"to have your work cut out for you," which means to be facing an obviously difficult task, one which is as much as one person could possibly handle. ...
... the history of the phrase, which did originally refer to sewing. While having someone else follow the pattern and cut out the proper bits of cloth from which to sew a jacket, for instance, would no doubt be helpful, the most arduous part of the job is actually sewing all the pieces together. Today the phrase can be applied to any sort of work or effort, and "to have your work cut out for you" means that your task is clear and ready to be tackled, but all the more daunting because you can clearly see exactly what needs to be done.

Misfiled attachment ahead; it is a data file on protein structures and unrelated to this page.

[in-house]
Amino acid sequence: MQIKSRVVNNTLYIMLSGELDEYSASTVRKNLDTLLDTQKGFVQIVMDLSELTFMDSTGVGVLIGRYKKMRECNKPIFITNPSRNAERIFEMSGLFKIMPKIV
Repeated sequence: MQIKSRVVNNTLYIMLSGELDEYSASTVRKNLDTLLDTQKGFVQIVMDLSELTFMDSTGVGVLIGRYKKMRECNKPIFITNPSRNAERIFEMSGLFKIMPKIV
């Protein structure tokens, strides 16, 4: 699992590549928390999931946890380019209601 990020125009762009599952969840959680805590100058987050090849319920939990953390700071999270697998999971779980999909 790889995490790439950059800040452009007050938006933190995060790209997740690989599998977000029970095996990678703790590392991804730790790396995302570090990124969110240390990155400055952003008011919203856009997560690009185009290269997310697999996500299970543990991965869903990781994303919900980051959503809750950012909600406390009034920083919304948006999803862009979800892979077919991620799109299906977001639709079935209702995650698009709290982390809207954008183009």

"To have your work cut out for you" is a remarkably old phrase, dating back to around 1600, and occurs in Charles Dickens' "A Christmas Carol" as well as the works of several other famous authors.
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